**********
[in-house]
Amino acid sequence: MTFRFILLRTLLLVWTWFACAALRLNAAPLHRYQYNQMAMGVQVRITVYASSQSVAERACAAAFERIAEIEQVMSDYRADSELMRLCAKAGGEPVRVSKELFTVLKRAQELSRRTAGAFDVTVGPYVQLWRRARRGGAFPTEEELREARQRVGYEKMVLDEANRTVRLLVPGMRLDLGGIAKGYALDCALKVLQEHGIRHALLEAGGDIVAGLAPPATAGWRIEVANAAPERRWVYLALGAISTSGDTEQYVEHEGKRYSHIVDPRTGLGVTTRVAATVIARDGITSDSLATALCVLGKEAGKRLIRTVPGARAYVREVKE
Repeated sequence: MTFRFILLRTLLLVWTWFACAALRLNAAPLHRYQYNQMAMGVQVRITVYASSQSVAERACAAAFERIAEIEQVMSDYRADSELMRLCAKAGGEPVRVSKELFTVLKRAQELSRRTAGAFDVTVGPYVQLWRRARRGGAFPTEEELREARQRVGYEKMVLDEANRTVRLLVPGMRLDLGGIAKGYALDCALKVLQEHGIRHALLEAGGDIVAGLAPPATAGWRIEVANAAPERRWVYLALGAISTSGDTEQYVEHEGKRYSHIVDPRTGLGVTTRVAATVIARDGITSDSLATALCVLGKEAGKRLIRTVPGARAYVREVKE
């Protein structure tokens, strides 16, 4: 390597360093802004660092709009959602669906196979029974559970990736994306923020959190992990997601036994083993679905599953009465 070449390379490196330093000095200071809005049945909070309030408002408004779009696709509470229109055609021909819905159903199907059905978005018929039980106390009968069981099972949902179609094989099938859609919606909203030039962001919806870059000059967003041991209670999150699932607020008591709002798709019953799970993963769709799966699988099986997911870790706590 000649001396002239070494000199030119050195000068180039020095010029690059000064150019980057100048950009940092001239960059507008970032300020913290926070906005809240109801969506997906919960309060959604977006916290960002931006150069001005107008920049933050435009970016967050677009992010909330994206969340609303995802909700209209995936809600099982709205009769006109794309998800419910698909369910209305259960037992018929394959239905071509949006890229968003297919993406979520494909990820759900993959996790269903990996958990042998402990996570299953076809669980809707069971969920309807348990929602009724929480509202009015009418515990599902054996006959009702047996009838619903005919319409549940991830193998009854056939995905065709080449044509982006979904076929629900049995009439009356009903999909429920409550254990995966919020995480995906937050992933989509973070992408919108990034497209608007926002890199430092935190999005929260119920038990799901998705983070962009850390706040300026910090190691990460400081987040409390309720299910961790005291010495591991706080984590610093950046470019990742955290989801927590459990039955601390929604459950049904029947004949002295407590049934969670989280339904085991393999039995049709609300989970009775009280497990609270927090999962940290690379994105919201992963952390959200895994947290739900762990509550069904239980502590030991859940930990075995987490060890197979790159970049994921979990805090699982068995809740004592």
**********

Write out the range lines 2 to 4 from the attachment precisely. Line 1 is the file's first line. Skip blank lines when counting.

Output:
Amino acid sequence: MTFRFILLRTLLLVWTWFACAALRLNAAPLHRYQYNQMAMGVQVRITVYASSQSVAERACAAAFERIAEIEQVMSDYRADSELMRLCAKAGGEPVRVSKELFTVLKRAQELSRRTAGAFDVTVGPYVQLWRRARRGGAFPTEEELREARQRVGYEKMVLDEANRTVRLLVPGMRLDLGGIAKGYALDCALKVLQEHGIRHALLEAGGDIVAGLAPPATAGWRIEVANAAPERRWVYLALGAISTSGDTEQYVEHEGKRYSHIVDPRTGLGVTTRVAATVIARDGITSDSLATALCVLGKEAGKRLIRTVPGARAYVREVKE
Repeated sequence: MTFRFILLRTLLLVWTWFACAALRLNAAPLHRYQYNQMAMGVQVRITVYASSQSVAERACAAAFERIAEIEQVMSDYRADSELMRLCAKAGGEPVRVSKELFTVLKRAQELSRRTAGAFDVTVGPYVQLWRRARRGGAFPTEEELREARQRVGYEKMVLDEANRTVRLLVPGMRLDLGGIAKGYALDCALKVLQEHGIRHALLEAGGDIVAGLAPPATAGWRIEVANAAPERRWVYLALGAISTSGDTEQYVEHEGKRYSHIVDPRTGLGVTTRVAATVIARDGITSDSLATALCVLGKEAGKRLIRTVPGARAYVREVKE
């Protein structure tokens, strides 16, 4: 390597360093802004660092709009959602669906196979029974559970990736994306923020959190992990997601036994083993679905599953009465 070449390379490196330093000095200071809005049945909070309030408002408004779009696709509470229109055609021909819905159903199907059905978005018929039980106390009968069981099972949902179609094989099938859609919606909203030039962001919806870059000059967003041991209670999150699932607020008591709002798709019953799970993963769709799966699988099986997911870790706590 000649001396002239070494000199030119050195000068180039020095010029690059000064150019980057100048950009940092001239960059507008970032300020913290926070906005809240109801969506997906919960309060959604977006916290960002931006150069001005107008920049933050435009970016967050677009992010909330994206969340609303995802909700209209995936809600099982709205009769006109794309998800419910698909369910209305259960037992018929394959239905071509949006890229968003297919993406979520494909990820759900993959996790269903990996958990042998402990996570299953076809669980809707069971969920309807348990929602009724929480509202009015009418515990599902054996006959009702047996009838619903005919319409549940991830193998009854056939995905065709080449044509982006979904076929629900049995009439009356009903999909429920409550254990995966919020995480995906937050992933989509973070992408919108990034497209608007926002890199430092935190999005929260119920038990799901998705983070962009850390706040300026910090190691990460400081987040409390309720299910961790005291010495591991706080984590610093950046470019990742955290989801927590459990039955601390929604459950049904029947004949002295407590049934969670989280339904085991393999039995049709609300989970009775009280497990609270927090999962940290690379994105919201992963952390959200895994947290739900762990509550069904239980502590030991859940930990075995987490060890197979790159970049994921979990805090699982068995809740004592």